Abstract: Key resources in arid and semi-arid systems are highly variable in time and space. Biophysical variability is mainly driven directly or indirectly by rainfall. Arid-dwelling people are also exposed to variability – indirectly from their biophysical environments, and directly as a result of sparse, mobile populations and variable, distant signals from policy and markets. The tradeoffs between the benefits and costs of increasing the scale of resource use are comparatively more critical in shaping system dynamics in arid systems than mesic environments. Understanding the strategies employed to scale resource use is vital for arid-system management. We contribute to this discussion using a conceptual model, based on modern portfolio theory, to explore how variability is managed by diversifying access to resources across space and time. The model is developed using ecological ideas and our Australian case knowledge, but demonstrates general learning on how optimal investment in strategies changes with resource distribution, and with the physical characteristics of the entity (e.g. plant, animal) and resource (e.g. water, nutrients) in question. Using pastoral enterprise, arid-system administration and policy cases, we argue that people and organisations need variability-coping strategies that are comparable with biophysical responses, and that strategy behaviour needs greater acknowledgement in managing arid systems.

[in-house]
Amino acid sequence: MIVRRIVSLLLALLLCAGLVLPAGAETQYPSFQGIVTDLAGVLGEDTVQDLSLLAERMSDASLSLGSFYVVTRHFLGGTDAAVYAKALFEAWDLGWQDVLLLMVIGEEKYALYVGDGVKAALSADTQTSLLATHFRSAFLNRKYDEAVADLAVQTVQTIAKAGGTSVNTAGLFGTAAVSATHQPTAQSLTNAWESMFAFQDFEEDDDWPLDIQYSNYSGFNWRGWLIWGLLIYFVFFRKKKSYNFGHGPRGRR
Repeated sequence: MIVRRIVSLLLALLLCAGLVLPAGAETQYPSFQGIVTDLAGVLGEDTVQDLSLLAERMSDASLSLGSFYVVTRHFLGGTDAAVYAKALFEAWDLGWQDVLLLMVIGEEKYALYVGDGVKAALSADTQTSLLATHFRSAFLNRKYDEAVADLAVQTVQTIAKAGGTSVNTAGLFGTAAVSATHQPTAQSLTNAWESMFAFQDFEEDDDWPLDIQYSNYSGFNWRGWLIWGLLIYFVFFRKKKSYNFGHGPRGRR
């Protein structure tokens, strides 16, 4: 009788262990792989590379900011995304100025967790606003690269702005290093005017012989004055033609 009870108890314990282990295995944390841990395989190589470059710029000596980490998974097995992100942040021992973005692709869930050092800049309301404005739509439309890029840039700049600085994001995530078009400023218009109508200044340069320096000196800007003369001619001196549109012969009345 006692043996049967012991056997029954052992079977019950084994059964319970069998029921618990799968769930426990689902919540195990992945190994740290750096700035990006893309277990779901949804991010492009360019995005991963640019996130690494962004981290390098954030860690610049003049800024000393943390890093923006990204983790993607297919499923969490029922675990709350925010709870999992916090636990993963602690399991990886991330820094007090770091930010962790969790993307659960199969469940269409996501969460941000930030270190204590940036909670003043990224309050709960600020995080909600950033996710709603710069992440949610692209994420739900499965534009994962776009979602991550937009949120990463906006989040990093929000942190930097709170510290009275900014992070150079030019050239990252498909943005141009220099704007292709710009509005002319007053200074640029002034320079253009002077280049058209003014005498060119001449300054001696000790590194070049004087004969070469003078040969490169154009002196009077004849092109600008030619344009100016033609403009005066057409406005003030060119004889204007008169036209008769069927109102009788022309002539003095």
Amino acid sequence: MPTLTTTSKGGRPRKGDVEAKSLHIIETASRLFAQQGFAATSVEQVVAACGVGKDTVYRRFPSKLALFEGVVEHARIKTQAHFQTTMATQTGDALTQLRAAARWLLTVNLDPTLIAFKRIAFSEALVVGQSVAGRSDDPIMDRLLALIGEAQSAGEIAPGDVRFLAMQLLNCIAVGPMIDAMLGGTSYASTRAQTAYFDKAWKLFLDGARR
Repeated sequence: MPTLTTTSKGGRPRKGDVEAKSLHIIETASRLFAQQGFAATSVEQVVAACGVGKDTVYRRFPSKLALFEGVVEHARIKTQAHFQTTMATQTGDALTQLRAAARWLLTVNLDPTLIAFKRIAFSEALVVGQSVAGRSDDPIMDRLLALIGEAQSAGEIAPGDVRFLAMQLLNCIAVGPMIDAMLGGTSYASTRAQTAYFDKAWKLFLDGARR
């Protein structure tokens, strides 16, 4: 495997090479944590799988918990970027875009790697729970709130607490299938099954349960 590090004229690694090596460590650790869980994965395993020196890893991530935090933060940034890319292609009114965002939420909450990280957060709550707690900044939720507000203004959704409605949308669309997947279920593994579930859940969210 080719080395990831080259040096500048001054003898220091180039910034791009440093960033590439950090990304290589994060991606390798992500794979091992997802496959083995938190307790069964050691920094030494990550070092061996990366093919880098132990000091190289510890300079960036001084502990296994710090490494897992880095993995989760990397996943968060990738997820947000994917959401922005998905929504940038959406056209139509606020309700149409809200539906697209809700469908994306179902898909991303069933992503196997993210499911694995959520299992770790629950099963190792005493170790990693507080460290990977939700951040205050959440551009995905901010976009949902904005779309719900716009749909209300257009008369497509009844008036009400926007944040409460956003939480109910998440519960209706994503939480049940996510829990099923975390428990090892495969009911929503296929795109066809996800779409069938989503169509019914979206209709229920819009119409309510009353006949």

McAlister, R.M., Stafford-Smith, M., Stokes, C.J., Walsh, F., 2009, Patterns of acessing variable resources across time and space: desert plants, animals and people, Volume:73, Journal Article, viewed 09 August 2022, https://www.nintione.com.au/?p=3735.